Neural Networks - 123seminarsonly by hcj

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									NEURAL NETWORKS
Harshita Gupta (11508013)
Bioprocess Engineering
   What are ANN’s?
   Conventional computers VS ANNs
   How do they work?
   Why them?
   Applications
What Are Artificial Neural Network?

   An Artificial Neural Network (ANN) is an information
    processing system
   It is composed of a large number of highly interconnected
    processing elements (neurons) working in unison to solve
    specific problems.
    ANNs, like people, learn by example, each configured for
    a specific application
   Learning in biological systems involves adjustments to the
    synaptic connections that exist between the neurons. This is
    true of ANNs as well.
   Modern neural networks are non-linear statistical data
    modeling tools. They are usually used to model complex
    relationships between inputs and outputs or to find patterns
    in data.
ANNs Vs Computers
   Neural networks process        Conventional computers
    information in a similar        use an algorithmic
    way the human brain             approach
    does, composed of a
    large number of highly
    interconnected processing
    units
   Neural networks learn by       The problem solving
    example which must be           capability of conventional
    selected very carefully.        computers is restricted to
    They cannot be                  problems that we already
    programmed to perform a         understand and know how
    specific task.                  to solve.
   They cannot be programmed            Conventional computers use a
    to perform a specific task. The       cognitive approach to
    examples must be selected             problem solving; the way the
    carefully otherwise useful time       problem is to solved must be
    is wasted or even worse the           known and stated in small
    network might be functioning          unambiguous instructions.
    incorrectly.                         These machines are totally
   The disadvantage is that              predictable; if anything goes
    because the network finds out         wrong is due to a software or
    how to solve the problem by           hardware fault.
    itself, its operation can be
    unpredictable
A Human Neurons
As we are all familiar this is how a conventional neuron looks
                                                                              Dendrites
                                                                                    Cell Body

                                                                             Threshold


                                                                                  axon

                                                                               Summation




A Network Neuron
In an artificial neural network, simple artificial nodes, variously called "neurons", "neurodes",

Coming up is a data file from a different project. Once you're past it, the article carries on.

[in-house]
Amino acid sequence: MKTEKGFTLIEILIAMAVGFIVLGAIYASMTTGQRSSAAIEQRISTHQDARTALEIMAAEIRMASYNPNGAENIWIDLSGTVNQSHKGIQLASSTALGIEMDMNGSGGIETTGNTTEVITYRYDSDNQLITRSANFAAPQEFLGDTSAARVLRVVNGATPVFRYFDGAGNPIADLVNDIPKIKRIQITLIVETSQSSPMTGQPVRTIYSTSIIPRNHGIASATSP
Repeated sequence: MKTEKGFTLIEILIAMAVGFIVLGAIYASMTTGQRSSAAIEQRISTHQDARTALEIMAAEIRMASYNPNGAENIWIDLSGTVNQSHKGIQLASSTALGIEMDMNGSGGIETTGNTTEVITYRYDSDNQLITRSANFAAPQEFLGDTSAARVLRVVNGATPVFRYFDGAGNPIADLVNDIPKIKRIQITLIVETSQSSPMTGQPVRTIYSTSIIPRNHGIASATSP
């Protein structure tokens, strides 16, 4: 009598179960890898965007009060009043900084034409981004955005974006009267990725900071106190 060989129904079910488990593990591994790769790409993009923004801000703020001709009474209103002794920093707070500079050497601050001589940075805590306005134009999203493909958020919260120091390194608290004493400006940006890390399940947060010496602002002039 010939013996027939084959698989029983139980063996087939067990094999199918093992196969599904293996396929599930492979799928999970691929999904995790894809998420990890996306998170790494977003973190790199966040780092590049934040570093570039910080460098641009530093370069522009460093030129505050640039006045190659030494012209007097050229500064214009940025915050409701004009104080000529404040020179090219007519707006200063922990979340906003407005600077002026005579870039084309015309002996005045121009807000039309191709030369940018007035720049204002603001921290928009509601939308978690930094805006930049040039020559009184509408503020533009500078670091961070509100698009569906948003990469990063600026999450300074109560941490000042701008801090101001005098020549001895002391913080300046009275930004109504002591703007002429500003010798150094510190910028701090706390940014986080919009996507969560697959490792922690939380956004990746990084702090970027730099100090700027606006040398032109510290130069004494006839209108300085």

"processing elements" (PEs) or "units", are connected together to form a network of nodes mimicking
the biological neural networks — hence the term "artificial neural network".
An Improved Neurod
        W1

                                  f(x)=K(iwigi(x))
        W2



                 A more sophisticated neuron (figure 2) is
                 the McCulloch and Pitts model (MCP).
                 Here inputs are 'weighted', the effect
        Wn       that each input has at decision making is
                 dependent on the weight of the
                 particular input. In mathematical terms,
                 the neuron fires if and only if;
                 X1W1 + X2W2 + X3W3 + ... > T
    Network Model
   The most common type of
    artificial neural network consists
    of three groups, or layers, of
    units:
    a layer of "input" units is
    connected to The activity of the
    input units represents the raw
    information that is fed into the
    network.
    a layer of "hidden" units, The
    activity of each hidden unit is
    determined by the activities of
    the input units and the weights on
    the connections between the input
    and the hidden units.
   a layer of "output" units. The
    behavior of the output units
    depends on the activity of the
    hidden units.
Network Architectures

Feed-forward networks             Feedback networks

   Feed-forward ANNs allow          Feedback networks can have
    signals to travel one way         signals travelling in both
    only; from input to output.
    The output of any layer           directions by introducing
    does not affect that same         loops in the network.
    layer.




                                                               output
                                      input



                                                Hidden
    Feed-forward ANNs              Feedback networks are
    tend to be straight              dynamic; their 'state' is
    forward networks that            changing continuously
    associate inputs with            until they reach an
    outputs.                         equilibrium point. They
   This type of                     remain at the
    organization is also             equilibrium point until


                             input
                                     the input changes and a




                                                                 output
    referred to as bottom-
    up or top-down.                  new equilibrium needs
                                     to be found.
                                    Also known as
                                     interactive or recurrent
                                             Hidden
Firing rules
   The firing rule is an important concept in neural
    networks and accounts for their high flexibility.
    A firing rule determines how one calculates
    whether a neuron should fire for any input pattern.
    It relates to all the input patterns, not only the ones
    on which the node was trained.
   Take a collection of training patterns for a node, some
    inputs in which
    Cause it to fire -1
   Prevent it from firing- 0
   Then the patterns not in the collection??